HTML and CSS Reference
In-Depth Information
separated by the pound sign ( # ). A fragment identifier indicates to the
browser that it should begin displaying the target document at the indic-
ated fragment name. As we describe in more detail later in this chapter,
you insert fragment names into a document either with the universal
id tag attribute or with the name attribute for the <a> tag. In the follow-
ing example, the browser loads the file named kumquat_locations.html
from the server, and then displays the document
starting at the section of the page named Northeast:
Like a pathname, a fragment name may be any sequence of characters,
as long as you are careful with spaces and other symbolic characters.
The fragment name and the preceding hash symbol are optional; omit
them when referencing a document without defined fragments.
Formally, the fragment element applies only to HTML and XHTML doc-
uments. If the target of the URL is some other document type, the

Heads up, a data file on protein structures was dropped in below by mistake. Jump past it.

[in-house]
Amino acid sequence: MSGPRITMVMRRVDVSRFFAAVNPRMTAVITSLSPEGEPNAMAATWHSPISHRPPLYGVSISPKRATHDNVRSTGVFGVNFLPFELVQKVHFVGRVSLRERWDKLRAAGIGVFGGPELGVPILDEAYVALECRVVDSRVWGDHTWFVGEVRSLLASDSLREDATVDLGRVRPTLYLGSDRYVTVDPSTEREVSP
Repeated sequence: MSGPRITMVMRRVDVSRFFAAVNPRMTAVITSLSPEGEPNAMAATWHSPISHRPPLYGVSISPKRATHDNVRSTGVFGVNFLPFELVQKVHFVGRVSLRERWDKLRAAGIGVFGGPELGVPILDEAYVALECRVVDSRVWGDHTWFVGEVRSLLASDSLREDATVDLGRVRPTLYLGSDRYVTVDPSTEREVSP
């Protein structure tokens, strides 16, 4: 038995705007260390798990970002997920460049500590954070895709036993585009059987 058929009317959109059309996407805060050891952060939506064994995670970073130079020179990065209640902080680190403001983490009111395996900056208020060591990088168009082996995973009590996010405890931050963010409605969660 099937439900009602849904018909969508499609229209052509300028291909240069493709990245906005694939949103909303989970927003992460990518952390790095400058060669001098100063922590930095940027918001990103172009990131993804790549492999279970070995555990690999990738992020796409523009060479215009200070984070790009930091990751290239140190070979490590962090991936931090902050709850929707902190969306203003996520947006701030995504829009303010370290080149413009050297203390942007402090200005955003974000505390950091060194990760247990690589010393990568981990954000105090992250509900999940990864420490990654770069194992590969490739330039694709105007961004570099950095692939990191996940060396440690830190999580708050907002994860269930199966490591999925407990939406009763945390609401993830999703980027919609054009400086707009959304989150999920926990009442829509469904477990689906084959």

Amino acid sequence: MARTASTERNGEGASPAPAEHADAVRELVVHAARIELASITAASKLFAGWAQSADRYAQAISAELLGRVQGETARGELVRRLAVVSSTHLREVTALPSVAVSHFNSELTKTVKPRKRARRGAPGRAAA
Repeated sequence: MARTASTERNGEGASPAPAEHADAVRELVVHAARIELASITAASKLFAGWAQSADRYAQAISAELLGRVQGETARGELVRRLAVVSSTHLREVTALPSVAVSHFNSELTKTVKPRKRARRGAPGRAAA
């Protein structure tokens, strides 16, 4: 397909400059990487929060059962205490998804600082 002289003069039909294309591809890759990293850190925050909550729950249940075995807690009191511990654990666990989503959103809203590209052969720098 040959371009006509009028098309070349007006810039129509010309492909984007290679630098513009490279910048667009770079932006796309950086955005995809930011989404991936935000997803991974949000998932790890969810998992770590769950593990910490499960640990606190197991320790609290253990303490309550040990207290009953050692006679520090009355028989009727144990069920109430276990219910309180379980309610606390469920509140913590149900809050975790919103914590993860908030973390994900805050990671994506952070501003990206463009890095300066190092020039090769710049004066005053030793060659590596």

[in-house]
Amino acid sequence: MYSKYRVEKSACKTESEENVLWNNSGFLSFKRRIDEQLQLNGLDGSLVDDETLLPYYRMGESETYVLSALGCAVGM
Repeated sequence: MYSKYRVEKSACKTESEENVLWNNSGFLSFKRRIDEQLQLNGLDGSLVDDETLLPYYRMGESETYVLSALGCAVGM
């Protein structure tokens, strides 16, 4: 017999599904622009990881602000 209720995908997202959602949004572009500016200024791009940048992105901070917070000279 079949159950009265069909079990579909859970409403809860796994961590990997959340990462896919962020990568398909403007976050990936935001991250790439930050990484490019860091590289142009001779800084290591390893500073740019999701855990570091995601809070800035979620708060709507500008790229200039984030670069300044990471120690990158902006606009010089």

browser may misinterpret the fragment name.
Fragments are useful for long documents. By identifying key sections
of your document with a fragment name, you make it easy for readers
to link directly to that portion of the document, avoiding the tedium of
scrolling or searching through the document to get to the section that
interests them.
As a rule of thumb, we recommend that every section header in your
documents be accompanied by an equivalent fragment name. By con-
sistently following this rule, you'll make it possible for readers to jump
to any section in any of your documents. Fragments also make it easier
to build tables of contents for your document families.
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